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PSYCHOLOGY CHAPTER 10: Motivation and Emotion - Motivation : a process that influences the direction, persistence and vigour of goal- directed behaviour o Psychologists study the factors that move us toward our goals, whether they be obtaining food, a mate, success or even peace and quiet Perspectives on Motivation Instinct Theory and Evolutionary Psychology - Instinct : an inherited predisposition to behave in a specific and predictable way when exposed to a particular stimulus o Have a genetic basis o Found universally among all members of the species o Do not depend on learning o Have survival value for the organism - Nowadays, most motivation research stems from twin and adoption studies o Behaviour geneticists seek to establish how strongly heredity accounts for differences among people in many aspects of motivated behaviour - The adaptive significance of behaviour is a key to understanding motivation Homeostasis and Drive Theory - The body’s biological systems are delicately balanced to ensure survival - Homeostasis : a state of internal physiological equilibrium that the body strives to maintain - Maintaining homeostasis requires… o A sensory mechanism for detecting changes in the internal environment o A response system that can restore equilibrium o A control centre that receives information from the sensors and activates the response system - Homeostatic regulation can also involve learned behaviours - Drive theory : physiological disruptions to homeostasis produce drives, states of internal tension that motivate an organism to behave in ways that reduce this tension o Reducing drives in the ultimate goal of motivated behaviour - Drive theory is less influential than it was in the past Incentive and Expectancy Theory - Incentive : represents environmental stimuli that “pull” an organism towards a goal (while drives are internal factors that “push” organisms into action) - Focus attention on external stimuli that motivate behaviour - Expectancy theories of motivation include the value of incentives, but take a cognitive perspective - Expectancy x value theory : proposes that goal directed behaviour is jointly determined by 2 factors o The strength of the person’s expectations that particular behaviours will lead to a goal o The value the individual places on that goal (incentive value) o These 2 factors are multiplied, creating the equation… Motivation = expectancy x incentive value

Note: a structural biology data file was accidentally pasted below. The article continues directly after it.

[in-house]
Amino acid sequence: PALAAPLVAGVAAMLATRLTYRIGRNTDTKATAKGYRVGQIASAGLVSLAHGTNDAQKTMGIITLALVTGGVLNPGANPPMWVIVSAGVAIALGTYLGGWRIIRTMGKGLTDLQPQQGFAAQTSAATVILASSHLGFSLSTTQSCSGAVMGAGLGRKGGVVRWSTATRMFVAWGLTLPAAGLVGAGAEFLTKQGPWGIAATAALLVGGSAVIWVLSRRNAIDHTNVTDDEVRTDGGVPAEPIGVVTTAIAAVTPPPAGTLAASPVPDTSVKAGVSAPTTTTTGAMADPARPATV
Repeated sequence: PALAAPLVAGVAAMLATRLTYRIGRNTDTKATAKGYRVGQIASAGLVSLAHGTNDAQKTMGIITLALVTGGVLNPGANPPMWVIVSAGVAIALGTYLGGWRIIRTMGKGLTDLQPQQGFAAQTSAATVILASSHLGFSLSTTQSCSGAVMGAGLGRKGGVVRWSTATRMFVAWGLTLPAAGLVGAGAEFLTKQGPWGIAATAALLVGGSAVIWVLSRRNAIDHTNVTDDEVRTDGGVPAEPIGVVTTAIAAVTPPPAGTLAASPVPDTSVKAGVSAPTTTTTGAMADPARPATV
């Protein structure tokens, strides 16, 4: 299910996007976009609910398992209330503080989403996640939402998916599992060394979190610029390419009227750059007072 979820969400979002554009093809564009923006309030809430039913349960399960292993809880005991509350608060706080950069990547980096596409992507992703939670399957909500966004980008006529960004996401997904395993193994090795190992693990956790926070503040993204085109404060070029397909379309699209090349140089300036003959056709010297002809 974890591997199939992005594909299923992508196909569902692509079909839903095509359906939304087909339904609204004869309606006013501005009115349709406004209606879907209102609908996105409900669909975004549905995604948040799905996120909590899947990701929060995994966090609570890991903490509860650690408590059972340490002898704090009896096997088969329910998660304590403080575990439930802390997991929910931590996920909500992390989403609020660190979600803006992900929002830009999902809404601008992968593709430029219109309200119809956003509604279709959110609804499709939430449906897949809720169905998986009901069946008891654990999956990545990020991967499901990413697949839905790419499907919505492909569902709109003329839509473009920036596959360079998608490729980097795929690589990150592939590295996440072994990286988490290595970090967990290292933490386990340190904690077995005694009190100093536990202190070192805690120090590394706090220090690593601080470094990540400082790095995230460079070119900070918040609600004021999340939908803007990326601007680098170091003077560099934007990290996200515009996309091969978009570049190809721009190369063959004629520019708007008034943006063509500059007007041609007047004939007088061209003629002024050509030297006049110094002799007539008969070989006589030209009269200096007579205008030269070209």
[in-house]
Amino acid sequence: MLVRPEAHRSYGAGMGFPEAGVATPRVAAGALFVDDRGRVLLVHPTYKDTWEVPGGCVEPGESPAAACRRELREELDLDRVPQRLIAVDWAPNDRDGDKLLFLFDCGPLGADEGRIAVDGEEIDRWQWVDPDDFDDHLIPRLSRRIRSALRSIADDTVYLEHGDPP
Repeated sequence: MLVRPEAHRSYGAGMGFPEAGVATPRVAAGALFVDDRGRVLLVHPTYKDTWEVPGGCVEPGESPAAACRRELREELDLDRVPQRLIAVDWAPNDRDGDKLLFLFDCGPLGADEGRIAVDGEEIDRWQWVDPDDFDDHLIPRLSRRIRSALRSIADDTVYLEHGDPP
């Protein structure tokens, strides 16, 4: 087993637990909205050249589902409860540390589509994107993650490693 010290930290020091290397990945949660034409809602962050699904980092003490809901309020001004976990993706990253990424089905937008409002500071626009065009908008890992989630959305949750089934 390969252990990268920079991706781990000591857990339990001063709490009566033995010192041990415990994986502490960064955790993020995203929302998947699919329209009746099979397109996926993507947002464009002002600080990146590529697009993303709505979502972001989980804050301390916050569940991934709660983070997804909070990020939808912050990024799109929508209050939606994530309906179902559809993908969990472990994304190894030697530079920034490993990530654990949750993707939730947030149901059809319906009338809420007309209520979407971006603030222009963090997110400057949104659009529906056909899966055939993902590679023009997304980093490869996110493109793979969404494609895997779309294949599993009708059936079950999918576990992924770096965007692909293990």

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- Extrinsic motivation : performing an activity to obtain an external award or avoid punishment - Intrinsic motivation : performing an activity for its own sake – because you find in enjoyable/stimulating - Over-justification hypothesis : giving people extrinsic rewards to perform activities that they intrinsically enjoy may “over-justify” that behaviour and reduce intrinsic motivation - Extrinsic rewards reduce intrinsic motivation most strongly when they are tangible Psychodynamic and Humanistic Theories - Freud’s psychoanalytic theory highlighted the motivational underworld
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This note was uploaded on 03/27/2012 for the course PSYCHOLOGY 1000 taught by Professor Fazakas-dehoog during the Spring '11 term at UWO.

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